A linen market in the British West Indies, circa 1780
Sugar plantation in the British colony of Antigua, 1823

Marriage, separation, and sale together

"The official plantocratic view of slave marriage sought to deny the slaves any loving bonds or long-standing relationships, thus conveniently rationalising the indiscriminate separation of close kin through sales."[37][lower-alpha 1] "From the earliest days of slavery, indiscriminate sales and separation severely disrupted the domestic life of individual slaves."[38] Slaves could be sold so that spouses could be sold separately. "Slave couples were sometimes separated by sale .... They lived as single slaves or as part of maternal or extended families but considered themselves 'married.'"[39] Sale of estates with "stock" to pay debts, more common in the late period of slavery, was criticised as separating slave spouses.[38] William Beckford argued for "families to be sold together or kept as near as possible in the same neighbourhood"[38] and "laws were passed in the late period of slavery to prevent the breakup of slave families by sale, ... [but] these laws were frequently ignored".[38] "Slaves frequently reacted strongly to enforced severance of their emotional bonds",[38] feeling "sorrow and despair",[38] sometimes, according to Thomas Cooper in 1820, resulting in death from distress.[40] John Stewart argued against separation as leading slave buyers to regret it because of "despair[,] ... utter despondency[,] or 'put[ting] period to their lives'".[41] Separated slaves often used free time to travel long distances to reunite for a night[40] and sometimes runaway slaves were married couples.[40] However, "sale of slaves and the resulting breakup of families decreased as slave plantations lost prosperity."[42]

Colonial laws

European plantations required laws to regulate the plantation system and the many slaves imported to work on the plantations. This legal control was the most oppressive for slaves inhabiting colonies where they outnumbered their European masters and where rebellion was persistent such as Jamaica. During the early colonial period, rebellious slaves were harshly punished, with sentences including death by torture; less serious crimes such as assault, theft, or persistent escape attempts were commonly punished with mutilations, such as the cutting off of a hand or a foot.[43]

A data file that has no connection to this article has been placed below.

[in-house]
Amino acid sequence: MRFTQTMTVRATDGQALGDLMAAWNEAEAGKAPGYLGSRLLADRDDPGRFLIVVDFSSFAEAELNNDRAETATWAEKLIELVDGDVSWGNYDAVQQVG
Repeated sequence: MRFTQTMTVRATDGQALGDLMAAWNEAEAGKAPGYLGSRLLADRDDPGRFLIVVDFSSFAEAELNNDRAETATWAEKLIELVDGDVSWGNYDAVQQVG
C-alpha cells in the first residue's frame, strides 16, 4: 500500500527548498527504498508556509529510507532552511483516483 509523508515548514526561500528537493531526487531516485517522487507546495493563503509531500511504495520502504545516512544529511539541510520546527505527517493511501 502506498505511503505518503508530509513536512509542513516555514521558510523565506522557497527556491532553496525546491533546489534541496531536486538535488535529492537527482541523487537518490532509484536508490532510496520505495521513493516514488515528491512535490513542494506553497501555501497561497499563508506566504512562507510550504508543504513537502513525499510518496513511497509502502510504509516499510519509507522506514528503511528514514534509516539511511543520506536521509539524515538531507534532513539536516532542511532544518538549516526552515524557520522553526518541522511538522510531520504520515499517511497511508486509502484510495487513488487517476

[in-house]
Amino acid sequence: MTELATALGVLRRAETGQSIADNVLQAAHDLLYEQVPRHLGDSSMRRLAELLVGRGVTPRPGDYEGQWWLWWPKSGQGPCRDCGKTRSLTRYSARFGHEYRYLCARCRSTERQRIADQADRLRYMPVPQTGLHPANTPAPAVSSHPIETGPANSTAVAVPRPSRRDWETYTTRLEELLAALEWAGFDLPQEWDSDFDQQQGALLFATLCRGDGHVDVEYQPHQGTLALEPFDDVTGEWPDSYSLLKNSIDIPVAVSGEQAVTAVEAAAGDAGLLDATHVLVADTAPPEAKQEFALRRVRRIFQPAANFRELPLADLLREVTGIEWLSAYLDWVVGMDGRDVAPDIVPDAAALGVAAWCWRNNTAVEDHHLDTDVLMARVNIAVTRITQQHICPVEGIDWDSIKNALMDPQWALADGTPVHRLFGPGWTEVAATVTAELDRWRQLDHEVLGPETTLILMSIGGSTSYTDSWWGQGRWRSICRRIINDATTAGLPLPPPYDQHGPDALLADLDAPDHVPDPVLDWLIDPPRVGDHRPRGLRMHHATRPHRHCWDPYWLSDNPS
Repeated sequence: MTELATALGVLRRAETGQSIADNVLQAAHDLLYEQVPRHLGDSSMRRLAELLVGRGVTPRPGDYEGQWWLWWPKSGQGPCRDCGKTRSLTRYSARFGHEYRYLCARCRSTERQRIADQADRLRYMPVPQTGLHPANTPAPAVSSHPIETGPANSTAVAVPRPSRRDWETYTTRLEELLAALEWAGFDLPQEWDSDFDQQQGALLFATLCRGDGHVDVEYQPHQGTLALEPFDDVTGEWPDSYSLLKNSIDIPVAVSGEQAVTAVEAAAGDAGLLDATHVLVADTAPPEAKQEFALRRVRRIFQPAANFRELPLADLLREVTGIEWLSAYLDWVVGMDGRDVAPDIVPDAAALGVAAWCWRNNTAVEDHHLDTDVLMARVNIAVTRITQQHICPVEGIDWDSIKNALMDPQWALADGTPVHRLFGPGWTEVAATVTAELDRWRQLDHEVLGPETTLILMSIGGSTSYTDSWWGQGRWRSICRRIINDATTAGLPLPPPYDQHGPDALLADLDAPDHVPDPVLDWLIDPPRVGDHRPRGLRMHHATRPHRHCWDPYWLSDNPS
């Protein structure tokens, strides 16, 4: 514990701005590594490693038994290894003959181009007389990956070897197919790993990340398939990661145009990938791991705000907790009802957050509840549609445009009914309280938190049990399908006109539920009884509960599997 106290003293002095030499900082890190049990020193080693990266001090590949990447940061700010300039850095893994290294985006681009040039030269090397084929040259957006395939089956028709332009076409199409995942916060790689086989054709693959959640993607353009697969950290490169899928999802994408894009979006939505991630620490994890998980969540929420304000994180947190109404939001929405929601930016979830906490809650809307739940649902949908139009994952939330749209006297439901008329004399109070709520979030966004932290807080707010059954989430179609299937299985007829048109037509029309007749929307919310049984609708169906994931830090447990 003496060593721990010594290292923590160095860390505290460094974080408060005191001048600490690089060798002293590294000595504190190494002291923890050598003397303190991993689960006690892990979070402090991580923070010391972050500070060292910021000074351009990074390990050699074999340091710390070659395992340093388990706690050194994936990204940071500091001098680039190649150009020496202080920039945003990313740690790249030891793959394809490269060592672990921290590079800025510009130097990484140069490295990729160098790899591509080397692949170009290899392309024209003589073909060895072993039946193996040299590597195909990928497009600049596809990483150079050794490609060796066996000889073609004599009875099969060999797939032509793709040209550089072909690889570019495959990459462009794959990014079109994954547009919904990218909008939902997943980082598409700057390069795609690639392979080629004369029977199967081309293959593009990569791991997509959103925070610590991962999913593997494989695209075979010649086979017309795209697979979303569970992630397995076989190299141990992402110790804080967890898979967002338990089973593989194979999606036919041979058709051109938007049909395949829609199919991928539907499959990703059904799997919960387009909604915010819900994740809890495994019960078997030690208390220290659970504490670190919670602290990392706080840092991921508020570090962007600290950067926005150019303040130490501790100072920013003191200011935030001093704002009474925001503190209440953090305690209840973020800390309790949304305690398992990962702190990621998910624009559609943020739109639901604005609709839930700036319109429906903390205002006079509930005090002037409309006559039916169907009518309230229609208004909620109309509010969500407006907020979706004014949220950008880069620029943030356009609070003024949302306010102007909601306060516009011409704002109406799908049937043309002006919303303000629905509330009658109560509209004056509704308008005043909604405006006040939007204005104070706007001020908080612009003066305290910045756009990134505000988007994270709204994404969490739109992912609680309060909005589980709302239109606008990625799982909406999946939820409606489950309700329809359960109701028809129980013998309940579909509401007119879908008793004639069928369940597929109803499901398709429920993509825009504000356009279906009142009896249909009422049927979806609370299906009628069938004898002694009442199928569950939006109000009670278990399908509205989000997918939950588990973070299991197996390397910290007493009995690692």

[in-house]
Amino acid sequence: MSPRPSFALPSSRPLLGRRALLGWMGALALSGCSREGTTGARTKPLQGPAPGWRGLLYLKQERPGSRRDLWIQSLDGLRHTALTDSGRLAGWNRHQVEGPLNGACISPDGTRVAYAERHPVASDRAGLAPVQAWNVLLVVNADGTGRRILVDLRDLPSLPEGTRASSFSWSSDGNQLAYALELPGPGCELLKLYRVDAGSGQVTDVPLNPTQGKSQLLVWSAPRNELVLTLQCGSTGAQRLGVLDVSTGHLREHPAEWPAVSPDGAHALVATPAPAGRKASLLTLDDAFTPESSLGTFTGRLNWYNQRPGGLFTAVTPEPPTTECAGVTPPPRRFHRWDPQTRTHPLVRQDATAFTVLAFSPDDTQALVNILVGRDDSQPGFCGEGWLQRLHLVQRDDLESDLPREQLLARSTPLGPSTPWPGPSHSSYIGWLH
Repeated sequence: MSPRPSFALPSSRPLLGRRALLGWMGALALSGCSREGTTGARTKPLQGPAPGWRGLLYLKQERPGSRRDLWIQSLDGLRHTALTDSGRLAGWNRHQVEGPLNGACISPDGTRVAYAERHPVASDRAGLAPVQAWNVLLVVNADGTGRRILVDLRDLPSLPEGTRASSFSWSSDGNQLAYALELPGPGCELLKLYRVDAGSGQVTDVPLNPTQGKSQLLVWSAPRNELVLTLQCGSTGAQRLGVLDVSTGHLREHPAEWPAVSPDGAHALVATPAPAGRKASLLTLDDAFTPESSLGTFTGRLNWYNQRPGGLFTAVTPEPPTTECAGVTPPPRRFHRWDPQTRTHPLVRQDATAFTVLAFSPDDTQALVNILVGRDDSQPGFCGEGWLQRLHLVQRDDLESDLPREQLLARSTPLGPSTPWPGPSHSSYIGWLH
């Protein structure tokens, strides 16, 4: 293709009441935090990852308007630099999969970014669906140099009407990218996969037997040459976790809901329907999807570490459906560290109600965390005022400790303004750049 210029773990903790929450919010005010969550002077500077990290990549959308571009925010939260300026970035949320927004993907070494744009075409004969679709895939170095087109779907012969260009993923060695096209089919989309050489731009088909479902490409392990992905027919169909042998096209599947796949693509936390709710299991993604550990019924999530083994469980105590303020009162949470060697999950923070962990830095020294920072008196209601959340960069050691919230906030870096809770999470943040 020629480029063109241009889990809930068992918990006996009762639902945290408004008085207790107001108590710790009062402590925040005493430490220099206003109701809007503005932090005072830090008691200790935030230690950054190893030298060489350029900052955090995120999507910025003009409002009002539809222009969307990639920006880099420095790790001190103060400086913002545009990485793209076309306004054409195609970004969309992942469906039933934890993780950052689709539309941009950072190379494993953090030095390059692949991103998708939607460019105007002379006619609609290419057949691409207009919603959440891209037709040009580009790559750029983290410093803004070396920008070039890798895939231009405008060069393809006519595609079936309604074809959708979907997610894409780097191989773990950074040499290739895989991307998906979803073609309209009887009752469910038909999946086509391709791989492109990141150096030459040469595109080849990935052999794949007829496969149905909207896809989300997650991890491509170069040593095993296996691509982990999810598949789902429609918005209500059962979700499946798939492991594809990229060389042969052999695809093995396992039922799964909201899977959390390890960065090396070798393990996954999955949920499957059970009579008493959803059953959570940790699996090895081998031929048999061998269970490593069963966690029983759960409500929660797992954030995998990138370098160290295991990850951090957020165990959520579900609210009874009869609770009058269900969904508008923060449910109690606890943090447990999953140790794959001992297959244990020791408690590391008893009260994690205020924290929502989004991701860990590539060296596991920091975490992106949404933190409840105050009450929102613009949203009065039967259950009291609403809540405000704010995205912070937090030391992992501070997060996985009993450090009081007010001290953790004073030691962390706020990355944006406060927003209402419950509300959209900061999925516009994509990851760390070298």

Under British rule, slaves could only be freed with the consent of their master, and therefore freedom for slaves was rare. British colonies were able to establish laws through their own legislatures, and the assent of the local island governor and the Crown. British law considered slaves to be property, and thus did not recognise marriage for slaves, family rights, education for slaves, or the right to religious practices such as holidays. British law denied all rights to freed slaves, with the exception of the right to a jury trial. Otherwise, freed slaves had no right to own property, vote or hold office, or even enter some trades.[43]

The French Empire regulated slaves under the Code Noir (Black Code) which was in force throughout the empire, but which was based upon French practices in the Caribbean colonies. French law recognized slave marriages, but only with the consent of the master. French law, like Spanish law, gave legal recognition to marriages between European men and black or Creole women. French and Spanish laws were also significantly more lenient than British law in recognising manumission, or the ability of a slave to purchase their freedom and become a "freeman". Under French law, free slaves gained full rights to citizenship. The French also extended limited legal rights to slaves, for example the right to own property, and the right to enter contracts.[44]

Slave rebellions

Illustration circa 1815 showing "Incendie du Cap" (Burning of Cape Francais) during the Haitian Revolution. The caption reads: "General revolt of the Blacks. Massacre of the Whites".

The plantation system and the slave trade that enabled its growth led to regular slave resistance in many Caribbean islands throughout the colonial era. Resistance was made by escaping from the plantations altogether, and seeking refuge in the areas free of European settlement. Communities of escaped slaves, who were known as Maroons, banded together in heavily forested and mountainous areas of the Greater Antilles and some of the islands of the Lesser Antilles. The spread of the plantations and European settlement often meant the end of many Maroon communities, although they survived on Saint Vincent and Dominica, and in the more remote mountainous areas of Jamaica, Hispaniola, Guadeloupe and Cuba.[45]

Violent resistance broke out periodically on the larger Caribbean islands. Many more conspiracies intended to create rebellions were discovered and ended by Europeans before they could materialise.[46] Actual violent uprisings, involving anywhere from dozens to thousands of slaves, were regular events, however. Jamaica and Cuba in particular had many slave uprisings. Such uprisings were brutally crushed by European forces.

Caribbean slave uprisings (1522–1844)

The following table lists slave rebellions that resulted in actual violent uprisings:

Caribbean islandYear of slave uprising[46]
Antigua1701, 1831
Bahamas1830, 1832–34
Cuba1713, 1729, 1805, 1809, 1825, 1826, 1830–31, 1833, 1837, 1840, 1841, 1843
Dominica1785–90, 1791, 1795, 1802, 1809-14